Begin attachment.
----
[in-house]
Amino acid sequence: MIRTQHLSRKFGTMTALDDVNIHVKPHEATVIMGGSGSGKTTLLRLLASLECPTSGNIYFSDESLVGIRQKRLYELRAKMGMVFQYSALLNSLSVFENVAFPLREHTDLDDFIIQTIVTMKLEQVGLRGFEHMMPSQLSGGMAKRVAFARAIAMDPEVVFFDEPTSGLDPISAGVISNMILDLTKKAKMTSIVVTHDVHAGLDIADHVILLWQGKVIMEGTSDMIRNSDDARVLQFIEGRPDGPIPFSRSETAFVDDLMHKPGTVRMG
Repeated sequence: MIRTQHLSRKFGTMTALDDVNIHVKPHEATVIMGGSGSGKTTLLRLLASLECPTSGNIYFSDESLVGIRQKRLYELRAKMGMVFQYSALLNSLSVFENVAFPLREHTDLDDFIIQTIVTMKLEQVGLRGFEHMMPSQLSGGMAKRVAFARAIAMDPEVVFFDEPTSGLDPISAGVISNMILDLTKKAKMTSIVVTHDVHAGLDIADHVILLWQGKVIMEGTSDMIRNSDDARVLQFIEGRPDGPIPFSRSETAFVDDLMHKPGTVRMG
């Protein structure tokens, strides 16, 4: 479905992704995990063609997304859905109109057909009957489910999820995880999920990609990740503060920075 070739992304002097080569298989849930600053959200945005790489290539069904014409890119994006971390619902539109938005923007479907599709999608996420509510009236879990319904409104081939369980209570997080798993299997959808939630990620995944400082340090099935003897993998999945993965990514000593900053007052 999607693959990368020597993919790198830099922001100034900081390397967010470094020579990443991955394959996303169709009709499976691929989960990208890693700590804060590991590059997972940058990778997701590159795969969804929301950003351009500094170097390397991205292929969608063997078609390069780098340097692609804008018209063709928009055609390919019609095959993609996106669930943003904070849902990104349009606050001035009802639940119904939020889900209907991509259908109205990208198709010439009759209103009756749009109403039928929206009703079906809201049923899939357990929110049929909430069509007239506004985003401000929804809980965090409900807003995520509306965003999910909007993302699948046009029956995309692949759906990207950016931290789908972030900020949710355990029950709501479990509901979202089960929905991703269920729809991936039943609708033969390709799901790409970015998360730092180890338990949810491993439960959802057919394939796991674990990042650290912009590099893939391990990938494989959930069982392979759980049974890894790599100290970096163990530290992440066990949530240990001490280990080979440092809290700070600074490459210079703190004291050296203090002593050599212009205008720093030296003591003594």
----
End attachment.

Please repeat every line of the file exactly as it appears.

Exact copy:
[in-house]
Amino acid sequence: MIRTQHLSRKFGTMTALDDVNIHVKPHEATVIMGGSGSGKTTLLRLLASLECPTSGNIYFSDESLVGIRQKRLYELRAKMGMVFQYSALLNSLSVFENVAFPLREHTDLDDFIIQTIVTMKLEQVGLRGFEHMMPSQLSGGMAKRVAFARAIAMDPEVVFFDEPTSGLDPISAGVISNMILDLTKKAKMTSIVVTHDVHAGLDIADHVILLWQGKVIMEGTSDMIRNSDDARVLQFIEGRPDGPIPFSRSETAFVDDLMHKPGTVRMG
Repeated sequence: MIRTQHLSRKFGTMTALDDVNIHVKPHEATVIMGGSGSGKTTLLRLLASLECPTSGNIYFSDESLVGIRQKRLYELRAKMGMVFQYSALLNSLSVFENVAFPLREHTDLDDFIIQTIVTMKLEQVGLRGFEHMMPSQLSGGMAKRVAFARAIAMDPEVVFFDEPTSGLDPISAGVISNMILDLTKKAKMTSIVVTHDVHAGLDIADHVILLWQGKVIMEGTSDMIRNSDDARVLQFIEGRPDGPIPFSRSETAFVDDLMHKPGTVRMG
């Protein structure tokens, strides 16, 4: 479905992704995990063609997304859905109109057909009957489910999820995880999920990609990740503060920075 070739992304002097080569298989849930600053959200945005790489290539069904014409890119994006971390619902539109938005923007479907599709999608996420509510009236879990319904409104081939369980209570997080798993299997959808939630990620995944400082340090099935003897993998999945993965990514000593900053007052 999607693959990368020597993919790198830099922001100034900081390397967010470094020579990443991955394959996303169709009709499976691929989960990208890693700590804060590991590059997972940058990778997701590159795969969804929301950003351009500094170097390397991205292929969608063997078609390069780098340097692609804008018209063709928009055609390919019609095959993609996106669930943003904070849902990104349009606050001035009802639940119904939020889900209907991509259908109205990208198709010439009759209103009756749009109403039928929206009703079906809201049923899939357990929110049929909430069509007239506004985003401000929804809980965090409900807003995520509306965003999910909007993302699948046009029956995309692949759906990207950016931290789908972030900020949710355990029950709501479990509901979202089960929905991703269920729809991936039943609708033969390709799901790409970015998360730092180890338990949810491993439960959802057919394939796991674990990042650290912009590099893939391990990938494989959930069982392979759980049974890894790599100290970096163990530290992440066990949530240990001490280990080979440092809290700070600074490459210079703190004291050296203090002593050599212009205008720093030296003591003594």